For most, picking out a name is the first of many joyful undertakings associated with having a baby. But being a person accused of over thinking, I viewed selecting a name as my first opportunity to damage my child. Maybe Shakespeare didn’t think that there was anything to a name, but a boy named Sue would probably pummel him for saying so.
I would like to think that names do not impact who we are and what we become. As a child psychologist, I’ve had my fair share of clients whose names continue to haunt me. I think about the Barr family. Are Candy and her brothers Hershey and Snickers destined to be overweight diabetics? Will Fantasy become an exotic dancer and Guinness and Tequila wind up in AA? My mind goes to the troubled boy named God. How can he live up to that name without developing a complex? Needless to say, upon hearing that I was pregnant, the joy I first felt soon gave way to terror. I became my own therapist, calmly reassuring myself that I could do this. I could name my child without scarring him or her for life. In all probability, I would not damage my child until the ripe old age of three. My husband and I would conquer the formidable task of naming our child by being logical and systematic in our attempts.
My first decision was to avoid discussing name possibilities with my husband or anyone else until the fourth month. Not only would I be through the risky first trimester, but by then I would know the sex of my baby. I thought it sensible of me to wait to generate gender-specific names, figuring that would cut arguing down by half. So, with great restraint, I did not discuss names with my spouse. The only other people we told that I was pregnant were my sisters. I didn’t feel discussing potential names with them was a violation of my rules. After all, we had been discussing names for our future children since we began playing with dolls. When the urge to discuss a name became too great, I would lock myself in the bathroom, run the shower, and smuggle in a phone call to my sister. “Hey Sis, what do you think about Britain or Alexandria if it is a girl?”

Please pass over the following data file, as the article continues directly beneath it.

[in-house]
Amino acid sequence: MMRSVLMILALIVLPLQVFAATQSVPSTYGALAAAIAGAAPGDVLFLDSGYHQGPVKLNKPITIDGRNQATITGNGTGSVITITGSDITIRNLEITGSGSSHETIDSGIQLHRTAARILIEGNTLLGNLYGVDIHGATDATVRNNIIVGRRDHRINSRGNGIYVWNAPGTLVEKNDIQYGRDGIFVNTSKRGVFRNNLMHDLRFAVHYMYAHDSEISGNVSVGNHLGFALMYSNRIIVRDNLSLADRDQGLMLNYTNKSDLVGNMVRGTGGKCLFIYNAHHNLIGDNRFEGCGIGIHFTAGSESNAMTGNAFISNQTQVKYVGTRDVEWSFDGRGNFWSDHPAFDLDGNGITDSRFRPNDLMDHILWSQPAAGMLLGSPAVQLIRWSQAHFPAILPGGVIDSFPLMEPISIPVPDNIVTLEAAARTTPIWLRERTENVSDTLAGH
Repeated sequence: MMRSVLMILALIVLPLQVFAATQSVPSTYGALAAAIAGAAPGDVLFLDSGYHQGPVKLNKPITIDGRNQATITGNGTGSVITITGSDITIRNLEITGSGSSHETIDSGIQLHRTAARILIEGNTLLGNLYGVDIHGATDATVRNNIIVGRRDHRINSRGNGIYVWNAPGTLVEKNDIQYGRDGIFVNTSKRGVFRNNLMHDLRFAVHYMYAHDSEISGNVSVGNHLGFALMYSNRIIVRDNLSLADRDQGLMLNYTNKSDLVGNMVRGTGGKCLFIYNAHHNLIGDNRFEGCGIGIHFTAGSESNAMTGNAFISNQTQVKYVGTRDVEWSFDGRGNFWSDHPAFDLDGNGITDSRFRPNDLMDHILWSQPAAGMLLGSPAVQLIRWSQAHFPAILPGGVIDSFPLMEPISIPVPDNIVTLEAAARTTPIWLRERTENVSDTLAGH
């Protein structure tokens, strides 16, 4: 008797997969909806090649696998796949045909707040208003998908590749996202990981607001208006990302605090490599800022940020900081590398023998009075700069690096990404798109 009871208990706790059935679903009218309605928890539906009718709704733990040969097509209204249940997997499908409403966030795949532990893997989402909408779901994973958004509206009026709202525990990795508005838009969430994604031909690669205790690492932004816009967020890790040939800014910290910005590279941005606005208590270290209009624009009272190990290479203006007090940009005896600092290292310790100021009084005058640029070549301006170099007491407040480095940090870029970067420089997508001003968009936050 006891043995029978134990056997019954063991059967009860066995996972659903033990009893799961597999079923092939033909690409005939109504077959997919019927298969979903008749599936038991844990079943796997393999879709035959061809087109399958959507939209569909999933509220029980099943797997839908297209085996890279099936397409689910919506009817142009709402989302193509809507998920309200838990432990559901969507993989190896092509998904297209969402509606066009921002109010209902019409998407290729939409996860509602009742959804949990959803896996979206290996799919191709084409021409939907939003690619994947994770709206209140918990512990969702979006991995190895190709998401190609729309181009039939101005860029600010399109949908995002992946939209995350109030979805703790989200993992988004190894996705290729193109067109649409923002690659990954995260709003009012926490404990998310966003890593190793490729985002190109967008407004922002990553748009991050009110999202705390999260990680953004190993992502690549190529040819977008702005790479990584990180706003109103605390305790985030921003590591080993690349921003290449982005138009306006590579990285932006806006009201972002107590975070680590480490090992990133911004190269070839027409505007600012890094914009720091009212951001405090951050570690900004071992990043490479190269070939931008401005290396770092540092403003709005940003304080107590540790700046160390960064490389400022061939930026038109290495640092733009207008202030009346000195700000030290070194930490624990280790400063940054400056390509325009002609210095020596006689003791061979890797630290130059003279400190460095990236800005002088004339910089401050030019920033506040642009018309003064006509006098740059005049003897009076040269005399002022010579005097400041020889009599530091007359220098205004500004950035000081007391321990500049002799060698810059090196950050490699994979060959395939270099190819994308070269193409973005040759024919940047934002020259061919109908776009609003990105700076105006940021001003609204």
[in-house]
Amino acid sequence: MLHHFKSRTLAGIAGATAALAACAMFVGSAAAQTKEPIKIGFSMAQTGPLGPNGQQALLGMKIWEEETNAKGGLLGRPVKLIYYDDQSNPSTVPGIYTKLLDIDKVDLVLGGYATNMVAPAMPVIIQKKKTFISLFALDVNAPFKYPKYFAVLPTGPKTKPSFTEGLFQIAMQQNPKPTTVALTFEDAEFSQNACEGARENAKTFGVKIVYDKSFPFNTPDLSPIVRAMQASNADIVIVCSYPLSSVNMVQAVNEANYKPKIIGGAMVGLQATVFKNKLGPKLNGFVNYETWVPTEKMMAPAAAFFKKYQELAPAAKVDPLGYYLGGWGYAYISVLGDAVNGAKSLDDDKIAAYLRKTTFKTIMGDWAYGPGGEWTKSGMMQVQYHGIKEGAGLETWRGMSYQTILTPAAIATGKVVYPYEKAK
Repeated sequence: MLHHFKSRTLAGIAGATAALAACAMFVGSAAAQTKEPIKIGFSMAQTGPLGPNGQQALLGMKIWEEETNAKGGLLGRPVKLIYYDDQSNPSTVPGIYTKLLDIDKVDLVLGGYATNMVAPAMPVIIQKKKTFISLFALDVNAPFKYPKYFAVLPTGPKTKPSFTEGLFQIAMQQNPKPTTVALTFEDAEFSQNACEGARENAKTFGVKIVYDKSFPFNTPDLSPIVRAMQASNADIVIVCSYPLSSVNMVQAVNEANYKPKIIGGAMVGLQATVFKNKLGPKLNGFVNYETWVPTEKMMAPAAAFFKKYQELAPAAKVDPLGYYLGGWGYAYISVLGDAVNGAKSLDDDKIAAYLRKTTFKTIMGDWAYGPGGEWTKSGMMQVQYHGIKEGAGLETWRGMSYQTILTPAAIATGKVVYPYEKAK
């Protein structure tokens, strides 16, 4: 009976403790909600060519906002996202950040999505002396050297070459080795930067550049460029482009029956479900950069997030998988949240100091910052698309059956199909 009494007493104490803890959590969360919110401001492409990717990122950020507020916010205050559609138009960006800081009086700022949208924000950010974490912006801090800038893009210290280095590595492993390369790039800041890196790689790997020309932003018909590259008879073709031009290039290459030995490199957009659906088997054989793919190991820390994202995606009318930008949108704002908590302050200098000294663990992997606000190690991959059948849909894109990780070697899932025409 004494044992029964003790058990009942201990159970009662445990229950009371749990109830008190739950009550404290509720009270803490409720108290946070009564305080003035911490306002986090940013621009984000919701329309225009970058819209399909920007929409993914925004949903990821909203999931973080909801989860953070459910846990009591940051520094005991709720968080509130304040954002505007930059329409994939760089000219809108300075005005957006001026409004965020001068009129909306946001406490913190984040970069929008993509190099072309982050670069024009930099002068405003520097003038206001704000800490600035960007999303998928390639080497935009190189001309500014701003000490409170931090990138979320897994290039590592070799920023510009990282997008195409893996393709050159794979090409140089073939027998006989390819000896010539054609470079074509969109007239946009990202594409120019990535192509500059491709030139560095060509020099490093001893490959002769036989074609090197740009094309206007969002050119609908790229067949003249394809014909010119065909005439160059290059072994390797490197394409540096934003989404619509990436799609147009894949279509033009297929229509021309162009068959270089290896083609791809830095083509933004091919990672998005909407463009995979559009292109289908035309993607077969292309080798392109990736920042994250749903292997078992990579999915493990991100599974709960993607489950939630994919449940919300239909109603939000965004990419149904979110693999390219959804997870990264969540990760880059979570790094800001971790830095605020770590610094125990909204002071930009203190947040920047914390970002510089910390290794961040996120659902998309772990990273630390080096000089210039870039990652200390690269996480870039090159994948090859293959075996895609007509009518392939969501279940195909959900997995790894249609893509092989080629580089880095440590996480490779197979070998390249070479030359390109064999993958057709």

“What happened to Susie, Barbie, and Holly Hobby?”
My two sisters and I came up with so many names throughout the years and nearly all of them were for our daughters. Girl’s names were just so fun and so imaginative. Our list of boy’s names was considerably shorter.
I was fifteen weeks along when we received the news that our son was healthy and developing well. My husband and I were very relieved and decided that the secret we had kept for nearly four months could be shared.